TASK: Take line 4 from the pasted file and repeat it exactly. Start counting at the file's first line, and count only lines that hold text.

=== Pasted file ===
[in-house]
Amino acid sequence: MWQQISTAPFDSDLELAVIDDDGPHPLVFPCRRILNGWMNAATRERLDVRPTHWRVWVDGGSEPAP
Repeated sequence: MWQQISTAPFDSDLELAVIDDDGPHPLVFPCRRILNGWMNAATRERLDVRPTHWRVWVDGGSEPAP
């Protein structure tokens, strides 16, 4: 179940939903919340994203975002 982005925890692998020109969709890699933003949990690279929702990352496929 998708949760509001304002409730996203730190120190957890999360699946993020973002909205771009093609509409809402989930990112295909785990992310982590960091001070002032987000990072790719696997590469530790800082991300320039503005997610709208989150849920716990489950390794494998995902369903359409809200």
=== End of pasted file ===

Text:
């Protein structure tokens, strides 16, 4: 179940939903919340994203975002 982005925890692998020109969709890699933003949990690279929702990352496929 998708949760509001304002409730996203730190120190957890999360699946993020973002909205771009093609509409809402989930990112295909785990992310982590960091001070002032987000990072790719696997590469530790800082991300320039503005997610709208989150849920716990489950390794494998995902369903359409809200």